Murder or self-defense argued in trial over ex-NFL star's killing

Reuters News
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Posted: Dec 06, 2016 5:46 PM

By Helen Freund

NEW ORLEANS (Reuters) - The shooting death of retired NFL player Will Smith was an "execution," Louisiana prosecutors said in court on Tuesday, opening a high-profile murder trial in which the accused is seeking immunity under a "stand your ground" state law.

Cardell Hayes, 29, is accused of gunning down Smith and injuring his wife in what prosecutors describe as a road rage incident. He faces a mandatory life sentence if convicted of murdering the former defensive lineman and prominent team member of the New Orleans Saints during their 2010 Super Bowl victory.

Celebrity athletes including Saints quarterback Drew Brees crowded into a courtroom to hear attorneys' opening statements in a case where the defense is arguing self-defense.

Louisiana is one of a number of U.S. states with so-called "stand your ground" laws, under which a jury could find Smith's shooting death justified if Hayes was acting to save his life.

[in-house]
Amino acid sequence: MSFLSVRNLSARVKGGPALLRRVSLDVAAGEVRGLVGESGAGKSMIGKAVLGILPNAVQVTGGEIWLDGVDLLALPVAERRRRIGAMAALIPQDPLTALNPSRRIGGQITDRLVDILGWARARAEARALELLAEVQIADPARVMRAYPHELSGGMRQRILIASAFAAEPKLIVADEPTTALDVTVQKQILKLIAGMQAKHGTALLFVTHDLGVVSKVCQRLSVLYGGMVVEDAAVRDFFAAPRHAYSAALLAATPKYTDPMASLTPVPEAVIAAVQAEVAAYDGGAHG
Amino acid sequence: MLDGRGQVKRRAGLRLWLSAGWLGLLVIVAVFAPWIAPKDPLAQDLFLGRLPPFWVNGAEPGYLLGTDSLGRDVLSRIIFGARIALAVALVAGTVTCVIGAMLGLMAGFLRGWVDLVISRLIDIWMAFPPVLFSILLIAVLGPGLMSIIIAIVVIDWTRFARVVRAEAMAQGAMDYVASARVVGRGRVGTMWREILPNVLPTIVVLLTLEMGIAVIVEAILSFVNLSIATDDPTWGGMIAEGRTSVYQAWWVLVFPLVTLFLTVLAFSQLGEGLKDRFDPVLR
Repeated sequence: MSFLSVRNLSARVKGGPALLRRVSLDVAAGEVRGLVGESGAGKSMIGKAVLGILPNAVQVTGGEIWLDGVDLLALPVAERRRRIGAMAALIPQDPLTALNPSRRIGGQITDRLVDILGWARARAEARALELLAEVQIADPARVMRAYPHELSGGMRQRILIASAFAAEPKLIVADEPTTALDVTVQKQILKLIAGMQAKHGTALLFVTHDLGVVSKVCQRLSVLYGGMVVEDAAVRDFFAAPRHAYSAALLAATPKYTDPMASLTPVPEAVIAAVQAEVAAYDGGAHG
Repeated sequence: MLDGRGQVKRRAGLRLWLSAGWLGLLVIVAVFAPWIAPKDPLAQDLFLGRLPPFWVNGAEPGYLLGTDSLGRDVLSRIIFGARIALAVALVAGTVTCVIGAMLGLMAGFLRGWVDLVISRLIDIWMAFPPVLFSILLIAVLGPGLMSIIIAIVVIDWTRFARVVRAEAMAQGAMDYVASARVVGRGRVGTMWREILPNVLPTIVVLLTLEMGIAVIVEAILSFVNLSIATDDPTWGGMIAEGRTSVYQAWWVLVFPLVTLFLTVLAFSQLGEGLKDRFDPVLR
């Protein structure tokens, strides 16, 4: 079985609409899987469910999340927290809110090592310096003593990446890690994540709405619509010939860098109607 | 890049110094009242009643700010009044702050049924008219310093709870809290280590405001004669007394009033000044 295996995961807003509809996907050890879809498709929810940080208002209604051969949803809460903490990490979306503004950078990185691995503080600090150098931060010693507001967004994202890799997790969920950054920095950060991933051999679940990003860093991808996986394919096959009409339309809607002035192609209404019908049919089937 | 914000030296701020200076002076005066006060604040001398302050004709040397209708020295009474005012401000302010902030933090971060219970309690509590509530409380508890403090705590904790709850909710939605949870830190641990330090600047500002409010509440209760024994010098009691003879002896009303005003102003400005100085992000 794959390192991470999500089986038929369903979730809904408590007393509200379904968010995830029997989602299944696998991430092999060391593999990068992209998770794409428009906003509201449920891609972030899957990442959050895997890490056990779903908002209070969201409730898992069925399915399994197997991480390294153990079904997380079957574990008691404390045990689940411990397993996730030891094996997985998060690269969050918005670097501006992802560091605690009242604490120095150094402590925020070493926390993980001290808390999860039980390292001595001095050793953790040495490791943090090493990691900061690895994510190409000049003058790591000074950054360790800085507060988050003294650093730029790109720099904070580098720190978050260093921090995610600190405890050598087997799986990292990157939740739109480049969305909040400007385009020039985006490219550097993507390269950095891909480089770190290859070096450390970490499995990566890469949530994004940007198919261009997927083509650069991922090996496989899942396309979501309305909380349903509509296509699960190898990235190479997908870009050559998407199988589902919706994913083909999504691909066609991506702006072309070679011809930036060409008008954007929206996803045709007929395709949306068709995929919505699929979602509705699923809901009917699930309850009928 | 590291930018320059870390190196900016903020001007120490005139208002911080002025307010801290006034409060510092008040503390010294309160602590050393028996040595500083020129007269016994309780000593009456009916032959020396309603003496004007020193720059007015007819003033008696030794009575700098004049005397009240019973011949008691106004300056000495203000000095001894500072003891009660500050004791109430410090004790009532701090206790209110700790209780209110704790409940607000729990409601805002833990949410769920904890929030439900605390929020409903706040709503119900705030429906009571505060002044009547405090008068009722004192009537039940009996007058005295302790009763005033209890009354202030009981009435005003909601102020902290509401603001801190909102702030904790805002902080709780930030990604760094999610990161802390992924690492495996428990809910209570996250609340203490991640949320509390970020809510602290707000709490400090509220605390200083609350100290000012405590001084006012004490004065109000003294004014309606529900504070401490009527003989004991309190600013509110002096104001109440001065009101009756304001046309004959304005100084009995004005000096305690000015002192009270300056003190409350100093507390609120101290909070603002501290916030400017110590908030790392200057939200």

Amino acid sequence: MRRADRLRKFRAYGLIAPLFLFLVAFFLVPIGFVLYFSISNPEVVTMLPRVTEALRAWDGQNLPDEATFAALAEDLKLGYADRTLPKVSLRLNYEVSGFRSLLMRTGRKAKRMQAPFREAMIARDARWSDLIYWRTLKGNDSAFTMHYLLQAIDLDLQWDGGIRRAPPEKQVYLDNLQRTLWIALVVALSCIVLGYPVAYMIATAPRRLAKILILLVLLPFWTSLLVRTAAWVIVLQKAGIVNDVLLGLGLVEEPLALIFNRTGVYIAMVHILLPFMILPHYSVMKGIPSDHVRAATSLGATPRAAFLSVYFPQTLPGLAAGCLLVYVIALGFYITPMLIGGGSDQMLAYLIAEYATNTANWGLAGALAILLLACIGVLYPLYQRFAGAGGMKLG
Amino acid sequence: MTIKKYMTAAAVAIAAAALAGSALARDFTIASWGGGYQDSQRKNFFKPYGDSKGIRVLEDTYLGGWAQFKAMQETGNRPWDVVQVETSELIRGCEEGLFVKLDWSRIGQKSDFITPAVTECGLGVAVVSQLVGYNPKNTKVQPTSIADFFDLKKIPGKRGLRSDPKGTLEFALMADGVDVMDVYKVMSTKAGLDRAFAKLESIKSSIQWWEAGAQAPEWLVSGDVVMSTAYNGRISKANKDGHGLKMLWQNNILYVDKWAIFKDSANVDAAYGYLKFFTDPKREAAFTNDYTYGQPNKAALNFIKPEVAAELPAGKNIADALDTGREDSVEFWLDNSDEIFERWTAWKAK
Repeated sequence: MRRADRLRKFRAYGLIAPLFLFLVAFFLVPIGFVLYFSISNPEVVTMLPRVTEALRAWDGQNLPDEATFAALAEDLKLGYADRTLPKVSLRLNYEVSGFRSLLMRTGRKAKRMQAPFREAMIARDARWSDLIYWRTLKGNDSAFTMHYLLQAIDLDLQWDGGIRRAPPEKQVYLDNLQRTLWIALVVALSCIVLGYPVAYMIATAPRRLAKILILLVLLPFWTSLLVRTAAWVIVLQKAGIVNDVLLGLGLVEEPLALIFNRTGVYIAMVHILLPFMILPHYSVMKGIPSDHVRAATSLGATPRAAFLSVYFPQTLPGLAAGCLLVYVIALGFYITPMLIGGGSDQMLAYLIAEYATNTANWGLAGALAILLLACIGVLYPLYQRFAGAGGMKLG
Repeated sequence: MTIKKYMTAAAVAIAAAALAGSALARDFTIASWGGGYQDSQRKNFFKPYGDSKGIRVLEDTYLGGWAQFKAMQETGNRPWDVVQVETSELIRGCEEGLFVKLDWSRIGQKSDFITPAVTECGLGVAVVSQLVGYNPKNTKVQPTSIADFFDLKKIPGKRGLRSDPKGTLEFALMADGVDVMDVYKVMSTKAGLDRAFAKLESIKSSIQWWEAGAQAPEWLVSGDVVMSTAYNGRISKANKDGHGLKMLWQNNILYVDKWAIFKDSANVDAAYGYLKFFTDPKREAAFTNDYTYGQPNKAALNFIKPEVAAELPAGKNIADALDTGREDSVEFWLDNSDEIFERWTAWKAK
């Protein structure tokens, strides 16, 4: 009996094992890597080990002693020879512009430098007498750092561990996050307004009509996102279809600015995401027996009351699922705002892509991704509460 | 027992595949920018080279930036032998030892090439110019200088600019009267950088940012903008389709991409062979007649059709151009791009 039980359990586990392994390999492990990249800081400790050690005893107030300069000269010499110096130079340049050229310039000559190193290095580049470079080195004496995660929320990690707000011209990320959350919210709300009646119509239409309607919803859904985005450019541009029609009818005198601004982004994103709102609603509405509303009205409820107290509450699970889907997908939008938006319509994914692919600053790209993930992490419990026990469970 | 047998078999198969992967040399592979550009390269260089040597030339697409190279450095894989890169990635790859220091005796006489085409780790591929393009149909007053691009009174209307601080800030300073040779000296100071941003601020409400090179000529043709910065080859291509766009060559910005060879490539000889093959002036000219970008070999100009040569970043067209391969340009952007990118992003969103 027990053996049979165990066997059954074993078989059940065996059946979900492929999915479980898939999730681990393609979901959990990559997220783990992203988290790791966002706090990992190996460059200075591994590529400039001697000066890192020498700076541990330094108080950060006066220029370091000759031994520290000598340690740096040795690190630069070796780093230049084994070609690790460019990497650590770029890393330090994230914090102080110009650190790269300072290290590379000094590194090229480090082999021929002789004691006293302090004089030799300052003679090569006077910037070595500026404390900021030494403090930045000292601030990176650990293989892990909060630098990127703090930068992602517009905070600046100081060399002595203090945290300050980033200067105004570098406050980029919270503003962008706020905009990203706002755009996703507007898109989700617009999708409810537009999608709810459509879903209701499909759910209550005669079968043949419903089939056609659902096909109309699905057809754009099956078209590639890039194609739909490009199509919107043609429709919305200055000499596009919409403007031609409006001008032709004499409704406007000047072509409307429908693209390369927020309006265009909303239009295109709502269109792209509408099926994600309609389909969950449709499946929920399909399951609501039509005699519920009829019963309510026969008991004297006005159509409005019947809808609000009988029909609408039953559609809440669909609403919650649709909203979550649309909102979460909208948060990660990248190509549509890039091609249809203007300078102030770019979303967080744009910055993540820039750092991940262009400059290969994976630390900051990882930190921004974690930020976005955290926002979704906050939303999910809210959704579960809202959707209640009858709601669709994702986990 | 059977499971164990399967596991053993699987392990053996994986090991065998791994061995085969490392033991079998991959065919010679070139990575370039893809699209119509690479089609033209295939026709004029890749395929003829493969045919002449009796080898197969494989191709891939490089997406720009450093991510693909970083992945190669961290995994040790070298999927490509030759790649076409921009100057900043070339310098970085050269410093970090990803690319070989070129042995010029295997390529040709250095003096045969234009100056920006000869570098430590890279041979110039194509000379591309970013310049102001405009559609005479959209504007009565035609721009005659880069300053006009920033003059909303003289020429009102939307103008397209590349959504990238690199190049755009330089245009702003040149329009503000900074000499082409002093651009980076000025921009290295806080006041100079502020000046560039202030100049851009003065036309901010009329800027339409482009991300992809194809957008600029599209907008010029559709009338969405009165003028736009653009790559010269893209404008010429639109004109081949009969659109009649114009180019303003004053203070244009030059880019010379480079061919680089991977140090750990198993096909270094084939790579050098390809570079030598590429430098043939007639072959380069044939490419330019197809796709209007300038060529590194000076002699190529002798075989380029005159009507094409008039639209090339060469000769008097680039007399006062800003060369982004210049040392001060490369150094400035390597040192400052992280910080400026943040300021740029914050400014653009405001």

Smith, who was 34 and had retired from the National Football League in 2014, was shot eight times on the night of April 9, according to authorities. His body was found slumped over the steering wheel of his Mercedes SUV. Smith's wife, Racquel, sustained two gunshots to each leg but survived.

"It was an execution in the streets," state assistant district attorney Jason Napoli told jurors, arguing Hayes gloated afterwards.

The shooting unfolded as Smith and his wife were returning from a dinner in the city's Lower Garden District.

Around 11:30 p.m. CT, Smith ran into the back of a Hummer driven by Hayes, authorities have said. As the former NFL player drove away, Hayes followed him and crashed into Smith's car at a nearby intersection, causing his SUV to strike a third car.

Both sides agree that the men got into a heated altercation. Prosecutors describe Hayes as leaving his vehicle as an angry aggressor displaying a .45 caliber handgun.

Defense attorneys, however, contend that Hayes fired only after Smith threatened him, retreated to his vehicle and reached inside the glove compartment, presumably to retrieve a gun.

Authorities said Smith never fired the handgun later recovered from his SUV. He was legally drunk at the time.

Hayes, a tow truck driver, has pleaded not guilty to charges that include attempted second-degree murder and aggravated criminal damage to property.

"His life was in danger, he acted upon that danger, and unfortunately a man lost his life," defense attorney Jay Daniels told jurors. "The law allows for that."

(Editing by Letitia Stein and Alan Crosby)